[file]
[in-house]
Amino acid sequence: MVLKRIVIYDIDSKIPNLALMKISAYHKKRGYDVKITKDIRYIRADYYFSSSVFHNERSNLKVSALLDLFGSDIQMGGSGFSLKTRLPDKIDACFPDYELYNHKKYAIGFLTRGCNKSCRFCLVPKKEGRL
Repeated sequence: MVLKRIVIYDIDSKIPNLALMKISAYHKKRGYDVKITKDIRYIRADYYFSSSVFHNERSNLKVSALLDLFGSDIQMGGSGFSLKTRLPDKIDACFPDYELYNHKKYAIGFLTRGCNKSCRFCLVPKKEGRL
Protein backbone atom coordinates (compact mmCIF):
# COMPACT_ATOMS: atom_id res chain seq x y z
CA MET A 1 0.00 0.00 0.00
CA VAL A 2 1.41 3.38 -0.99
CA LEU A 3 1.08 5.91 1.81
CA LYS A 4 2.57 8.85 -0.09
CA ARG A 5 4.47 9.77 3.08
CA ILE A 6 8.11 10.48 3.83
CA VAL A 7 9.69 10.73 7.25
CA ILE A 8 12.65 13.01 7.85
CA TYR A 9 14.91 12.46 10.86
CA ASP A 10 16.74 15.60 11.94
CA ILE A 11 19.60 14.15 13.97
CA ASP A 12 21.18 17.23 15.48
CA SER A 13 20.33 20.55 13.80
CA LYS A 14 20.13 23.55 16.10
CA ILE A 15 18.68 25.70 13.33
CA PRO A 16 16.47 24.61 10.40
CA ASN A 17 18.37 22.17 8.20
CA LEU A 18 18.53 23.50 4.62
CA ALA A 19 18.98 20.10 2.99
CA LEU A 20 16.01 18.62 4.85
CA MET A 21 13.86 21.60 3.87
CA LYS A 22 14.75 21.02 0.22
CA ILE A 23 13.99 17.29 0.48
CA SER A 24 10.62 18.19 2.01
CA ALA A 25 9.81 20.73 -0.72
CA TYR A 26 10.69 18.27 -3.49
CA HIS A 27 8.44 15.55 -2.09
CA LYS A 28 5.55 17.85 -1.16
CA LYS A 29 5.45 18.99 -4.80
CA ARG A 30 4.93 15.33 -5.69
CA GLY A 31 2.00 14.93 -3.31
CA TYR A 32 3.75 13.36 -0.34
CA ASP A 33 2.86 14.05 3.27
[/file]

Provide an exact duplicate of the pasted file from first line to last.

[in-house]
Amino acid sequence: MVLKRIVIYDIDSKIPNLALMKISAYHKKRGYDVKITKDIRYIRADYYFSSSVFHNERSNLKVSALLDLFGSDIQMGGSGFSLKTRLPDKIDACFPDYELYNHKKYAIGFLTRGCNKSCRFCLVPKKEGRL
Repeated sequence: MVLKRIVIYDIDSKIPNLALMKISAYHKKRGYDVKITKDIRYIRADYYFSSSVFHNERSNLKVSALLDLFGSDIQMGGSGFSLKTRLPDKIDACFPDYELYNHKKYAIGFLTRGCNKSCRFCLVPKKEGRL
Protein backbone atom coordinates (compact mmCIF):
# COMPACT_ATOMS: atom_id res chain seq x y z
CA MET A 1 0.00 0.00 0.00
CA VAL A 2 1.41 3.38 -0.99
CA LEU A 3 1.08 5.91 1.81
CA LYS A 4 2.57 8.85 -0.09
CA ARG A 5 4.47 9.77 3.08
CA ILE A 6 8.11 10.48 3.83
CA VAL A 7 9.69 10.73 7.25
CA ILE A 8 12.65 13.01 7.85
CA TYR A 9 14.91 12.46 10.86
CA ASP A 10 16.74 15.60 11.94
CA ILE A 11 19.60 14.15 13.97
CA ASP A 12 21.18 17.23 15.48
CA SER A 13 20.33 20.55 13.80
CA LYS A 14 20.13 23.55 16.10
CA ILE A 15 18.68 25.70 13.33
CA PRO A 16 16.47 24.61 10.40
CA ASN A 17 18.37 22.17 8.20
CA LEU A 18 18.53 23.50 4.62
CA ALA A 19 18.98 20.10 2.99
CA LEU A 20 16.01 18.62 4.85
CA MET A 21 13.86 21.60 3.87
CA LYS A 22 14.75 21.02 0.22
CA ILE A 23 13.99 17.29 0.48
CA SER A 24 10.62 18.19 2.01
CA ALA A 25 9.81 20.73 -0.72
CA TYR A 26 10.69 18.27 -3.49
CA HIS A 27 8.44 15.55 -2.09
CA LYS A 28 5.55 17.85 -1.16
CA LYS A 29 5.45 18.99 -4.80
CA ARG A 30 4.93 15.33 -5.69
CA GLY A 31 2.00 14.93 -3.31
CA TYR A 32 3.75 13.36 -0.34
CA ASP A 33 2.86 14.05 3.27